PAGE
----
I was driving down the road on Friday when Kelsey called me with the news. Our next child – due in July – is a girl. I was more than a little surprised. For some reason, I expected a boy. After all, that’s our track record. We have boys; we adopt girls. Mark that pattern as unfollowed.
I laughed as I drove. I laughed for 20 miles as I drove through Los Angeles. Every time I thought “four girls” I would just start laughing out loud. Things change quickly. Two years ago, our home was a bastion of testosterone. Those days aren’t over, but they’re obviously numbered.
‘Tis a strange thing to think of the effect of time on a large family’s demographics.
Late yesterday afternoon, back in Kansas City, I started thinking about the allocation of rooms in The Compound. We have four bedrooms upstairs; 1 smallish, two large and one gargantuan. Plan A had Jackson enjoying rooming alone in the small room. It’s a great room, really – six windows on three sides overlooking the side yard.
My mind started to wander into ForwardTime.
I saw Jackson grow up and move out…
Grayson took his place in the coveted solo suite. It was the domain of the oldest child in the house…and then he was gone.
With Zion moved in, the decor changed to all-things-guitar and the mood of the house shifted too.
With Zion in the small room, the four girls were able to spread out between the two larger bedrooms at the other end of the house with the Jack-and-Jill bathroom. Four girls sharing one bathroom with a skinny 1930’s style pedestal sink.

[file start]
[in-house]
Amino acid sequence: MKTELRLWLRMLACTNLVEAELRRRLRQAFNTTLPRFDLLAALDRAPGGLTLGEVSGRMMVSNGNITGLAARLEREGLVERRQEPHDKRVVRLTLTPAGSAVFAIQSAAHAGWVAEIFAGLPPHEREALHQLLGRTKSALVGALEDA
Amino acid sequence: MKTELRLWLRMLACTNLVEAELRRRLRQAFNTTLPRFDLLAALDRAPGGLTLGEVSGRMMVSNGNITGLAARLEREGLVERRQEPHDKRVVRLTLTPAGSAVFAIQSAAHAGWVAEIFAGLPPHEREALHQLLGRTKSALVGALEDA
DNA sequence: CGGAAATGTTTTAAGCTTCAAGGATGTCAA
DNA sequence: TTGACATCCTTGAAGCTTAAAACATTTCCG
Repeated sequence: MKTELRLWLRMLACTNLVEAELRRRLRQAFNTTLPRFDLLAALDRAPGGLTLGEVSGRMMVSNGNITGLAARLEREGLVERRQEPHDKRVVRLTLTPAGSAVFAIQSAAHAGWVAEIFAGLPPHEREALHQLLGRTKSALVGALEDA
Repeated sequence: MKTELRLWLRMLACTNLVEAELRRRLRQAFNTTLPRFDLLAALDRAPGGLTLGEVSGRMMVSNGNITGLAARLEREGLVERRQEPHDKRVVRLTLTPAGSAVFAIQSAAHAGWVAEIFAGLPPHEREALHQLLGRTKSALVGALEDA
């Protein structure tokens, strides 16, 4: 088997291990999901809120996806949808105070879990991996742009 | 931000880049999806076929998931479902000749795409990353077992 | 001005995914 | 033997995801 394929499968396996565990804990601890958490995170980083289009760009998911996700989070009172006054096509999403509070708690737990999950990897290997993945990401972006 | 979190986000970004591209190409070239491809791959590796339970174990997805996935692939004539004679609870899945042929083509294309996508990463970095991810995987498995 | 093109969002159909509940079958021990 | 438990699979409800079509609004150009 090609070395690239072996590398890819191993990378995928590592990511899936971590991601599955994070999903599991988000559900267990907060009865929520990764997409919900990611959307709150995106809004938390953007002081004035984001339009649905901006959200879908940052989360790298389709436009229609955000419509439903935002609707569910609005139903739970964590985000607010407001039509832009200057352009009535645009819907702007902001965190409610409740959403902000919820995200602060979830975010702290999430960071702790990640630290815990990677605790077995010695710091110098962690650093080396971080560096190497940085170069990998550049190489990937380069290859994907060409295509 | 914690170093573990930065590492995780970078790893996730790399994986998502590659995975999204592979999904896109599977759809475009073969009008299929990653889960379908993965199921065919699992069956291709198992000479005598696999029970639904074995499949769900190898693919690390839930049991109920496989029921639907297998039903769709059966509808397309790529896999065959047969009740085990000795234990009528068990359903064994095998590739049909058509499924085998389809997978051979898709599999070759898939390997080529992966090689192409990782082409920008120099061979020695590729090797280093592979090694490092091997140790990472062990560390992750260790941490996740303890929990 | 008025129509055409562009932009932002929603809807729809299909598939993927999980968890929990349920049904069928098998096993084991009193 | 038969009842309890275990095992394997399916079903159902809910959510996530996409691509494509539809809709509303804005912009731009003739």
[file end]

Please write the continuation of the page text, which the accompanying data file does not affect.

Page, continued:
Then, as the sun set in RealTime, back in my imagination, Zion was off to make a life for himself and our house was full of only the four youngest. They were all teenagers all pigments and all sisters.
My lifesong as a parent, having started with the first verse about boys, will reprise itself on on a verse about teenage girls.
I remember associating the setting sun with life at that point. For a moment, I wanted to freeze them all at the age they are, as they are, how they are…but I can’t. And if I could, it wouldn’t be best. Still….
How great must life be that the best thing you can imagine is to stay forever in the present.
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